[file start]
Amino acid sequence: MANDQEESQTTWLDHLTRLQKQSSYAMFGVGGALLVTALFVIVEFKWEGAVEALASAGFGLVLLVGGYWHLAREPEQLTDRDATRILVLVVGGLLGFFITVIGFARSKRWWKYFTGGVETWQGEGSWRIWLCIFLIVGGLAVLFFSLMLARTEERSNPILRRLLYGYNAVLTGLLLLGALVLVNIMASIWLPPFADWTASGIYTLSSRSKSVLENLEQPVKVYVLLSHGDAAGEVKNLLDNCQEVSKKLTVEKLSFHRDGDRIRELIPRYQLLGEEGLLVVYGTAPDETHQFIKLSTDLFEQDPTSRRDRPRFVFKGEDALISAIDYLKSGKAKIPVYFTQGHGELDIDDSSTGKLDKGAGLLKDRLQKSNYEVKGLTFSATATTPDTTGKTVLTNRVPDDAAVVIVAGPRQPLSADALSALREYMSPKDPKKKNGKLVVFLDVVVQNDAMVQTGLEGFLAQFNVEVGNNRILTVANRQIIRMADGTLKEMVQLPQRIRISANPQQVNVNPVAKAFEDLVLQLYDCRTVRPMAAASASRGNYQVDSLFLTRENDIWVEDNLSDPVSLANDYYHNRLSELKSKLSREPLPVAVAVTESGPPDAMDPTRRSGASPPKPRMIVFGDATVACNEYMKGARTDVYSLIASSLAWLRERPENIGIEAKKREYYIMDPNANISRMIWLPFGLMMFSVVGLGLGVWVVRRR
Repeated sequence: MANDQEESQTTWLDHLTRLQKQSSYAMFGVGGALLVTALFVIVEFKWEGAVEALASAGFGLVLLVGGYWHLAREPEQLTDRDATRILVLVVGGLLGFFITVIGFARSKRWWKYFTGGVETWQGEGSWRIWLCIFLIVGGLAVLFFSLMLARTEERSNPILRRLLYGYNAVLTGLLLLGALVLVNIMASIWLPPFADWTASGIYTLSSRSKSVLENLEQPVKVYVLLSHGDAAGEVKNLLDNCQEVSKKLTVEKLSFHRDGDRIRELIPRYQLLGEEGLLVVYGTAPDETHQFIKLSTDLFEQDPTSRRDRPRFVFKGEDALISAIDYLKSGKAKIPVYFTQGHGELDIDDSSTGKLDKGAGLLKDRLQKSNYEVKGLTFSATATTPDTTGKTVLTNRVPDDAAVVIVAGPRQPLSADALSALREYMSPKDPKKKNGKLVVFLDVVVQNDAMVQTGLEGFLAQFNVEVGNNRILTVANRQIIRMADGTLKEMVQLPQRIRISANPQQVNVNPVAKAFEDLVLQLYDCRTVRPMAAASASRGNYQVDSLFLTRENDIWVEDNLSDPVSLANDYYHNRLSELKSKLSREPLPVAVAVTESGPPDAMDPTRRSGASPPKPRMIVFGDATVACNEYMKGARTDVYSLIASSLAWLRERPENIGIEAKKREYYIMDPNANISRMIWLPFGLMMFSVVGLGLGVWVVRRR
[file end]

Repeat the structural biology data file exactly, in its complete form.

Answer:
Amino acid sequence: MANDQEESQTTWLDHLTRLQKQSSYAMFGVGGALLVTALFVIVEFKWEGAVEALASAGFGLVLLVGGYWHLAREPEQLTDRDATRILVLVVGGLLGFFITVIGFARSKRWWKYFTGGVETWQGEGSWRIWLCIFLIVGGLAVLFFSLMLARTEERSNPILRRLLYGYNAVLTGLLLLGALVLVNIMASIWLPPFADWTASGIYTLSSRSKSVLENLEQPVKVYVLLSHGDAAGEVKNLLDNCQEVSKKLTVEKLSFHRDGDRIRELIPRYQLLGEEGLLVVYGTAPDETHQFIKLSTDLFEQDPTSRRDRPRFVFKGEDALISAIDYLKSGKAKIPVYFTQGHGELDIDDSSTGKLDKGAGLLKDRLQKSNYEVKGLTFSATATTPDTTGKTVLTNRVPDDAAVVIVAGPRQPLSADALSALREYMSPKDPKKKNGKLVVFLDVVVQNDAMVQTGLEGFLAQFNVEVGNNRILTVANRQIIRMADGTLKEMVQLPQRIRISANPQQVNVNPVAKAFEDLVLQLYDCRTVRPMAAASASRGNYQVDSLFLTRENDIWVEDNLSDPVSLANDYYHNRLSELKSKLSREPLPVAVAVTESGPPDAMDPTRRSGASPPKPRMIVFGDATVACNEYMKGARTDVYSLIASSLAWLRERPENIGIEAKKREYYIMDPNANISRMIWLPFGLMMFSVVGLGLGVWVVRRR
Repeated sequence: MANDQEESQTTWLDHLTRLQKQSSYAMFGVGGALLVTALFVIVEFKWEGAVEALASAGFGLVLLVGGYWHLAREPEQLTDRDATRILVLVVGGLLGFFITVIGFARSKRWWKYFTGGVETWQGEGSWRIWLCIFLIVGGLAVLFFSLMLARTEERSNPILRRLLYGYNAVLTGLLLLGALVLVNIMASIWLPPFADWTASGIYTLSSRSKSVLENLEQPVKVYVLLSHGDAAGEVKNLLDNCQEVSKKLTVEKLSFHRDGDRIRELIPRYQLLGEEGLLVVYGTAPDETHQFIKLSTDLFEQDPTSRRDRPRFVFKGEDALISAIDYLKSGKAKIPVYFTQGHGELDIDDSSTGKLDKGAGLLKDRLQKSNYEVKGLTFSATATTPDTTGKTVLTNRVPDDAAVVIVAGPRQPLSADALSALREYMSPKDPKKKNGKLVVFLDVVVQNDAMVQTGLEGFLAQFNVEVGNNRILTVANRQIIRMADGTLKEMVQLPQRIRISANPQQVNVNPVAKAFEDLVLQLYDCRTVRPMAAASASRGNYQVDSLFLTRENDIWVEDNLSDPVSLANDYYHNRLSELKSKLSREPLPVAVAVTESGPPDAMDPTRRSGASPPKPRMIVFGDATVACNEYMKGARTDVYSLIASSLAWLRERPENIGIEAKKREYYIMDPNANISRMIWLPFGLMMFSVVGLGLGVWVVRRR